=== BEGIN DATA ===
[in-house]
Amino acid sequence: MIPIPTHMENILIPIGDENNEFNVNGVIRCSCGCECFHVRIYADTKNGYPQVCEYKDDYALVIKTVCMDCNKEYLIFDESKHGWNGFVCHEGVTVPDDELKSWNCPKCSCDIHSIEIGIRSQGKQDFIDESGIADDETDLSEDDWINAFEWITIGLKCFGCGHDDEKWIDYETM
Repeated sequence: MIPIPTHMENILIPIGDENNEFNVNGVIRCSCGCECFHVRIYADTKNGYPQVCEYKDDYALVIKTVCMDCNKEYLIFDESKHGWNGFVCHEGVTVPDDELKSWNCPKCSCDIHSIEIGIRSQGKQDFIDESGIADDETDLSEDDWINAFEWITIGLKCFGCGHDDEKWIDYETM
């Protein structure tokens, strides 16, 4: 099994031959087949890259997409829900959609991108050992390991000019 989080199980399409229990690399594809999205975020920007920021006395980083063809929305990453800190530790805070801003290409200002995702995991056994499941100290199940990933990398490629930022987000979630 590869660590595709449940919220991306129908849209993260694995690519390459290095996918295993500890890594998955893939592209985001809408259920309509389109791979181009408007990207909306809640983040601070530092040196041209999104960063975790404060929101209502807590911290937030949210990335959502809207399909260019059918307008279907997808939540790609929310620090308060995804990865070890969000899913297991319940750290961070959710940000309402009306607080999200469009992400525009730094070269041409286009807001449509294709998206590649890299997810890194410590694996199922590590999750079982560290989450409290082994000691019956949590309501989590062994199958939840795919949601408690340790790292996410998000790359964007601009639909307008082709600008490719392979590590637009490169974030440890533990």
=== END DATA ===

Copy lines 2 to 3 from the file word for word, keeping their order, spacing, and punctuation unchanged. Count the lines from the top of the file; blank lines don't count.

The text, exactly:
Amino acid sequence: MIPIPTHMENILIPIGDENNEFNVNGVIRCSCGCECFHVRIYADTKNGYPQVCEYKDDYALVIKTVCMDCNKEYLIFDESKHGWNGFVCHEGVTVPDDELKSWNCPKCSCDIHSIEIGIRSQGKQDFIDESGIADDETDLSEDDWINAFEWITIGLKCFGCGHDDEKWIDYETM
Repeated sequence: MIPIPTHMENILIPIGDENNEFNVNGVIRCSCGCECFHVRIYADTKNGYPQVCEYKDDYALVIKTVCMDCNKEYLIFDESKHGWNGFVCHEGVTVPDDELKSWNCPKCSCDIHSIEIGIRSQGKQDFIDESGIADDETDLSEDDWINAFEWITIGLKCFGCGHDDEKWIDYETM